Friday, January 23, 2009

How can the Palestinians be free?

Professor of Middle Eastern History, Mark LeVine, has written an informed and thoughtful piece about the Palestinian freedom struggle. He addresses a question that has been in my mind for some time: Given the low probability of the Palestinians defeating Israel militarily, and the disproportionate Israeli response to Palestinian resistence, where on earth can the Palestinians go, strategically?

In addition, even with an independent Palestine, how could a state geographically divided and surrounded by Israel be viable?

LeVine puts forward the abandonment of a two state solution, and a mass movement nonviolent campaign as the only viable way forward. His column is well worth a read.

For myself, I know there are people in places like NZ who still fail to be moved by the plight of the Palestinian people, even after seeing the slaughter and destruction wrought upon them in this latest invasion of Gaza. I do not really understand why. I long admired the stamina, the persistence and the sheer bloody mindedness of the Israeli people in their fight for the survival of their nation. But I have become ashamed for them, for how their nation grinds the faces of the suffering Palestinian people in the dirt. I have become contemptuous of the claim of their Governments and people to desire peace, seeing these kinds of Israeli attacks and the soaring polls that result.

I know there are Israeli's who do truly desire peace. They understand Peter Tosh's point when he sang against those who do not also cry out for justice. I also know there are Palestinians who see the futility of sending glorified sky rockets and kids with bombs against Israeli citizens. Whether you agree with him or not, LeVine does us all a service by examining some other possibilities.


Anonymous said...

Well Gaza is not entirely surrounded by Israel. It does have a border with Egypt and its own coast. Which begs the question: Why has Egypt closed their border with Gaza?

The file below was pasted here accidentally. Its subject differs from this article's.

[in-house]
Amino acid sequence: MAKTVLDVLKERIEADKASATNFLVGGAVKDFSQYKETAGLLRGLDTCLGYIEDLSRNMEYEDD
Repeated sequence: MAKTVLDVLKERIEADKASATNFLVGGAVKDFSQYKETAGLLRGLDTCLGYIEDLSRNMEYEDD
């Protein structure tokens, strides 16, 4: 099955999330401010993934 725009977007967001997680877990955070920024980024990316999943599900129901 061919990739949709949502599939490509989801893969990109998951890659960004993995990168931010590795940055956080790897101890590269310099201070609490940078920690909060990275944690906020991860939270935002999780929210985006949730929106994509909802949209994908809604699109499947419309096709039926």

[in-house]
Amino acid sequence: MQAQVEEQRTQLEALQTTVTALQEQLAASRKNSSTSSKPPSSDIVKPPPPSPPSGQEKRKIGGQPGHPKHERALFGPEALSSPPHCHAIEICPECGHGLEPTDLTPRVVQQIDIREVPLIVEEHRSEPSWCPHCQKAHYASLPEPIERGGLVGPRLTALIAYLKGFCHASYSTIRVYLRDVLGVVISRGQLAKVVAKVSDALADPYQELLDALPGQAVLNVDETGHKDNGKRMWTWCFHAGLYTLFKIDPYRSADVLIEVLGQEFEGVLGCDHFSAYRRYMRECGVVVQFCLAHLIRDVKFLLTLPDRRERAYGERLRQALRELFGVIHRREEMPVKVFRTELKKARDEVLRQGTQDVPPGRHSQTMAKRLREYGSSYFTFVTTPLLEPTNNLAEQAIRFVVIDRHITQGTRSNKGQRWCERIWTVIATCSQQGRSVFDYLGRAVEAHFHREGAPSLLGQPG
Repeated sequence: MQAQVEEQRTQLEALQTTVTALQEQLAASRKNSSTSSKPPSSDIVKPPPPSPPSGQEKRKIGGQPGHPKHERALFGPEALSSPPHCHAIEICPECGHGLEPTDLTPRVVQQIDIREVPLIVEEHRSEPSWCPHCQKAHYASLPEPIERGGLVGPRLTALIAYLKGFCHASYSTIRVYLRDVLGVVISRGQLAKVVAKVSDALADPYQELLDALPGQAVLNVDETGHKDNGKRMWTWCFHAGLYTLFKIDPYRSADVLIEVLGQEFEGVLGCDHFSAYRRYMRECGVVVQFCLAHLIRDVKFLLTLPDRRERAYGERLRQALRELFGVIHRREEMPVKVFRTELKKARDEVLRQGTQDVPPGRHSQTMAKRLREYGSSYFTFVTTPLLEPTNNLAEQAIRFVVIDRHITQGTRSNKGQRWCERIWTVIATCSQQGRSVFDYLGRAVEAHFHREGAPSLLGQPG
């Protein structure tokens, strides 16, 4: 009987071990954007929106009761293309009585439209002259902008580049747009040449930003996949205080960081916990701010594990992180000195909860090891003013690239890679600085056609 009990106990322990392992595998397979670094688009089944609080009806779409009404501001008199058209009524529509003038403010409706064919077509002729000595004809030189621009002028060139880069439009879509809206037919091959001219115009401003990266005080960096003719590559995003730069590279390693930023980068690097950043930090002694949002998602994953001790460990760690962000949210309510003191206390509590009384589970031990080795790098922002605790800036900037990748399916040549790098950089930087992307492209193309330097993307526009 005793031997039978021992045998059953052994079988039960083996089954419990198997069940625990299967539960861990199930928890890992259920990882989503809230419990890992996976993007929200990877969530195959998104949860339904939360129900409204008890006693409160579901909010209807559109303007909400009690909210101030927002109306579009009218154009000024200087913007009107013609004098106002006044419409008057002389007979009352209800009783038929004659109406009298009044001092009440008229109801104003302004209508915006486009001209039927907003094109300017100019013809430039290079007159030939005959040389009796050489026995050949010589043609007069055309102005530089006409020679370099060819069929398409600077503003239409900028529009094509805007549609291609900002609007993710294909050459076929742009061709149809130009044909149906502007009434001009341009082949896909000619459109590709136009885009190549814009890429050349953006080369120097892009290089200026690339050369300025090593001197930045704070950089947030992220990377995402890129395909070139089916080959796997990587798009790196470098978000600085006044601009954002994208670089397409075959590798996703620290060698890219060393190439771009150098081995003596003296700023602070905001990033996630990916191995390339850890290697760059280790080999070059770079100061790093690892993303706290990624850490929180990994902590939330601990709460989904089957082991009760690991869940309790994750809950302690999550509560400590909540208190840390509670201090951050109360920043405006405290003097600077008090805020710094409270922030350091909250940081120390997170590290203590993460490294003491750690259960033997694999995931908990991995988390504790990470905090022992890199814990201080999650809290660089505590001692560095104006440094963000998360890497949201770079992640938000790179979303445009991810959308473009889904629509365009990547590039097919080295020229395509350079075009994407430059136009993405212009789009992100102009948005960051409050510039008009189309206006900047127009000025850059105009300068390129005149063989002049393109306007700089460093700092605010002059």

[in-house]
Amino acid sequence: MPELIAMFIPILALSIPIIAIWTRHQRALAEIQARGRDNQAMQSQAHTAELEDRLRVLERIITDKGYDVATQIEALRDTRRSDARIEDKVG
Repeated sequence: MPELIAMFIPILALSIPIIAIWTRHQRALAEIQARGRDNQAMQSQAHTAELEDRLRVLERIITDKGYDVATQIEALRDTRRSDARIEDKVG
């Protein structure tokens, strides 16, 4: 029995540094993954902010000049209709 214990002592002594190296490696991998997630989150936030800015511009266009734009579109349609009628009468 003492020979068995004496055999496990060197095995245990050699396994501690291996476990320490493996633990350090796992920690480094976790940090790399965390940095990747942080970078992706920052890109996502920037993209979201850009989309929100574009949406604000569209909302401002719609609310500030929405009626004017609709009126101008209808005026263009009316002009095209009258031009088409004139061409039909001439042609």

You dont see this mentioned much. It all seems to be about how bad Israel is.

rangi said...

"its own coast"
The Gazan coast and airspace are controlled by the Israeli military.

The Rafah crossing is closed because of pressure from Israel and also the Egyptian "president" Hosny Mubarak is afraid of the Palestinian democracy spreading to Egypt - something that would see him democratically lose his job.

The White Europeans living in biblical Israel are going to have to live side by side and accept their Palestinian brothers, or face their judgement!!

Anonymous said...

Palestinian democracy is indeed an example the rest of the Middle East would do well to follow.

And Nandor, the Palestinian rockets are not 'glorified sky rockets'. They are the struggle of an oppressed people against apartheid and genocide.

Nandor Tanczos said...

By 'glorified sky rockets' I wasn't describing their intent, only their military prowess. They inflict little damage - certainly nothing compared to the sophisticated armour deployed by Israel. The Palestinians can make life uncomfortable for Israelis, probably for a very long time, but they cannot win a military victory unless something drastically changes.

This is why I found the article such an interesting read. Anyone actually check it out?

Aj said...

I couldn't agree more with your 2nd last para

Brett Dale said...

Would you agree that if Hamas had the military power, there would be a lot of dead Israeli's right now.

It's all about intent.

Nandor Tanczos said...

That may be true, but they don't. It's not all about intent IMO, it's also about what people actually do when they have the power. What people who have power do significantly conditions what those without power do, because people without power have few options.

I also think that if Israel wasn't so belligerent towards Palestinians then the population wouldn't support armed struggle. When people in a position of inferior strength choose armed struggle it's almost always because other strategies aren't working for them.